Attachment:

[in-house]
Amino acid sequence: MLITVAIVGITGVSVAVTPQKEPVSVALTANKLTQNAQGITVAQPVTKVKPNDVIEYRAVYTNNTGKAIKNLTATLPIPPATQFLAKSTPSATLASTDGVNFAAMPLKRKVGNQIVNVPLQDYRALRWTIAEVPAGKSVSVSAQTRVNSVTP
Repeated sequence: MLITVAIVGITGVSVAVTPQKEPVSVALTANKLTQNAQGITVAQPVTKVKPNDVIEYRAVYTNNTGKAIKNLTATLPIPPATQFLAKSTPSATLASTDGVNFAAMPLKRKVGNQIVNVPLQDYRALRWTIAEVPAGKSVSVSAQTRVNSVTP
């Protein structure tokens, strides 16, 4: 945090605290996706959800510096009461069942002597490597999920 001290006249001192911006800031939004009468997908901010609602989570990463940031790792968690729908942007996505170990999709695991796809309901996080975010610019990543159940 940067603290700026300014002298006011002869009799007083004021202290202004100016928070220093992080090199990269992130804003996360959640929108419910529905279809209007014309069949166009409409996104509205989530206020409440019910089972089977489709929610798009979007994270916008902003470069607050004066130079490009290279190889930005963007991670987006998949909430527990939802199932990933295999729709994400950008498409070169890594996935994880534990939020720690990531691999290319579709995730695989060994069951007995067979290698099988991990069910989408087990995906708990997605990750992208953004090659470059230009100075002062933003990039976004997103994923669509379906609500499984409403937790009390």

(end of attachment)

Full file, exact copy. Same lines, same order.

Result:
[in-house]
Amino acid sequence: MLITVAIVGITGVSVAVTPQKEPVSVALTANKLTQNAQGITVAQPVTKVKPNDVIEYRAVYTNNTGKAIKNLTATLPIPPATQFLAKSTPSATLASTDGVNFAAMPLKRKVGNQIVNVPLQDYRALRWTIAEVPAGKSVSVSAQTRVNSVTP
Repeated sequence: MLITVAIVGITGVSVAVTPQKEPVSVALTANKLTQNAQGITVAQPVTKVKPNDVIEYRAVYTNNTGKAIKNLTATLPIPPATQFLAKSTPSATLASTDGVNFAAMPLKRKVGNQIVNVPLQDYRALRWTIAEVPAGKSVSVSAQTRVNSVTP
């Protein structure tokens, strides 16, 4: 945090605290996706959800510096009461069942002597490597999920 001290006249001192911006800031939004009468997908901010609602989570990463940031790792968690729908942007996505170990999709695991796809309901996080975010610019990543159940 940067603290700026300014002298006011002869009799007083004021202290202004100016928070220093992080090199990269992130804003996360959640929108419910529905279809209007014309069949166009409409996104509205989530206020409440019910089972089977489709929610798009979007994270916008902003470069607050004066130079490009290279190889930005963007991670987006998949909430527990939802199932990933295999729709994400950008498409070169890594996935994880534990939020720690990531691999290319579709995730695989060994069951007995067979290698099988991990069910989408087990995906708990997605990750992208953004090659470059230009100075002062933003990039976004997103994923669509379906609500499984409403937790009390």